HTML and CSS Reference
The HTML5 specification is a work in progress. Writing a topic about such a moving
target is more than a bit of a challenge. However, like the specification itself, something had
to be done. It will take too long to finish the specification, and in the meantime people want
to use some of the new elements that are already supported.
HTML5 will change the Web, but the old Web will likely live on. Thinking that HTML5
is going to take the world by storm, co-opting standard practices and usurping technologies
like Flash in short order, is fanciful. The old ways will continue to live on and it will be quite
some time before HTML5 ideas are even commonplace.
HTML5 won't solve all the problems you encounter as a Web developer. In fact, a safe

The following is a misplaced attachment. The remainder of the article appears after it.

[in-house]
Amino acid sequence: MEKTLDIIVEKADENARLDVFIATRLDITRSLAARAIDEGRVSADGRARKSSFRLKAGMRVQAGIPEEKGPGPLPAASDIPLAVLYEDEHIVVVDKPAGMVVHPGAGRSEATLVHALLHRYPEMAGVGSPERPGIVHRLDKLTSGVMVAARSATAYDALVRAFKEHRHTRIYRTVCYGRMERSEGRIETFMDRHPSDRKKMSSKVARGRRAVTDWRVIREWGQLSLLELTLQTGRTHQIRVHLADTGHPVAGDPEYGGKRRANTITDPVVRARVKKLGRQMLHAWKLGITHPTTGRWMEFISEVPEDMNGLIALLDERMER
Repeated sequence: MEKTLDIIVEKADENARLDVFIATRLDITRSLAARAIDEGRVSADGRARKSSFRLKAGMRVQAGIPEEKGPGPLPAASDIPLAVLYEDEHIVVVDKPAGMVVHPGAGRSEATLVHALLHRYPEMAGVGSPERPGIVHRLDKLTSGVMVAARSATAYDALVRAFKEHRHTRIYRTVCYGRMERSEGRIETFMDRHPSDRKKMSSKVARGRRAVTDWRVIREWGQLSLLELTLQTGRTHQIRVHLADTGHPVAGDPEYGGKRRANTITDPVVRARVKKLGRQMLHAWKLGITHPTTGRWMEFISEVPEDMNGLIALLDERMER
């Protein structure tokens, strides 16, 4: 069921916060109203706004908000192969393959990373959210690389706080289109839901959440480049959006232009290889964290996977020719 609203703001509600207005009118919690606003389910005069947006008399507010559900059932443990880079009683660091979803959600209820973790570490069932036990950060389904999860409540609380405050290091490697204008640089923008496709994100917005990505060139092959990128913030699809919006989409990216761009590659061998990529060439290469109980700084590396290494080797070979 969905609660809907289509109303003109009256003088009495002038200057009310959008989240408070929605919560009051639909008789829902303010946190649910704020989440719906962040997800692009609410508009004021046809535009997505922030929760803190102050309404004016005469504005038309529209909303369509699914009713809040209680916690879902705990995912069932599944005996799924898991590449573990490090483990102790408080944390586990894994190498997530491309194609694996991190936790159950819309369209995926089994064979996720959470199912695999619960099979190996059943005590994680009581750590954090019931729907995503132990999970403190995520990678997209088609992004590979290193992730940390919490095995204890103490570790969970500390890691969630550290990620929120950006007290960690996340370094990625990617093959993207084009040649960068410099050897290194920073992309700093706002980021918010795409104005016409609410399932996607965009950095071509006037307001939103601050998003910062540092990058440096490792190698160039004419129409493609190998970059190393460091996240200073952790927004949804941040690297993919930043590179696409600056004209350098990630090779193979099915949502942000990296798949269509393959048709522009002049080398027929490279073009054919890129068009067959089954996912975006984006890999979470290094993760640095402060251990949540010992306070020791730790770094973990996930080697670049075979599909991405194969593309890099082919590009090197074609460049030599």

prediction is that it will introduce even more trouble, particularly as we transition from the
old ways to the new. And although the standard is evolving quickly, there are bound to be
fights among browser vendors, multiple interpretations of the standards, and the typical
dance between innovation and specification conformance.
HTML5 is the future. Working with the messed-up markup that dominates the Web and
providing a definition of how user agents should parse the mess is a tremendous
improvement in Web development. Yet HTML5 doesn't simply embrace the past; it extends
the language with many more elements and continues the move to more semantic markup.
While some markup purists may bemoan the resurgence of HTML traditions, the XML
future is not destroyed by HTML5. If you want to use lowercase, quote all attributes, and
self-close empty elements, go right ahead—that conforms to HTML5 as well. However,
HTML5 isn't just about markup; it is also about metadata, media, Web applications, APIs,
and more. It's a sprawling specification that will continue to evolve, but much of it is here
today, so get busy and embrace the future of markup now.